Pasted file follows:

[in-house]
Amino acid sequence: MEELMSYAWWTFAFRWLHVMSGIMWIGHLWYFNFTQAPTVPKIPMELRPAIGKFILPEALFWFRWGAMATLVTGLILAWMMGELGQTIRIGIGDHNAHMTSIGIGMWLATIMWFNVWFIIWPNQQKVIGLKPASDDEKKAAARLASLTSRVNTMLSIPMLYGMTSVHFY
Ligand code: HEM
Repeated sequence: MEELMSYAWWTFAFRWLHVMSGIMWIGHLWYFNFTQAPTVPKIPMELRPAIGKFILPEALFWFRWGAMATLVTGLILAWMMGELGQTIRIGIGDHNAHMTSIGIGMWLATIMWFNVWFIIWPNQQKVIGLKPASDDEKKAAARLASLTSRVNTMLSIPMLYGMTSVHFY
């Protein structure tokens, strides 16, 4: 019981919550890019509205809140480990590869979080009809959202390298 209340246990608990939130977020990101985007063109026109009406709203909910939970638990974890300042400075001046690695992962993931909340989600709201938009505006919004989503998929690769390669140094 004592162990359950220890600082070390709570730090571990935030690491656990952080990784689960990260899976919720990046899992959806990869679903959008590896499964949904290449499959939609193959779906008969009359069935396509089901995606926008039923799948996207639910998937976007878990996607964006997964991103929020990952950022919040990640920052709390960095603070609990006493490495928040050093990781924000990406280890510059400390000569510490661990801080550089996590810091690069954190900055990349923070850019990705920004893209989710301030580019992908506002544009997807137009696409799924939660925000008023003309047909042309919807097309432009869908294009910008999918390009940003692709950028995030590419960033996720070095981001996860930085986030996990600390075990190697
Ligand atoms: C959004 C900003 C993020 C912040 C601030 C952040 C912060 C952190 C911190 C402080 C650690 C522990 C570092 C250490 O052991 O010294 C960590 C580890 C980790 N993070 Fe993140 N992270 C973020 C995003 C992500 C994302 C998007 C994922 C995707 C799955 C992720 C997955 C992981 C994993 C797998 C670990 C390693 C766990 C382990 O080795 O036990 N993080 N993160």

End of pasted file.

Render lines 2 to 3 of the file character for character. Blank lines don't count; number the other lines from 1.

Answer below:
Amino acid sequence: MEELMSYAWWTFAFRWLHVMSGIMWIGHLWYFNFTQAPTVPKIPMELRPAIGKFILPEALFWFRWGAMATLVTGLILAWMMGELGQTIRIGIGDHNAHMTSIGIGMWLATIMWFNVWFIIWPNQQKVIGLKPASDDEKKAAARLASLTSRVNTMLSIPMLYGMTSVHFY
Ligand code: HEM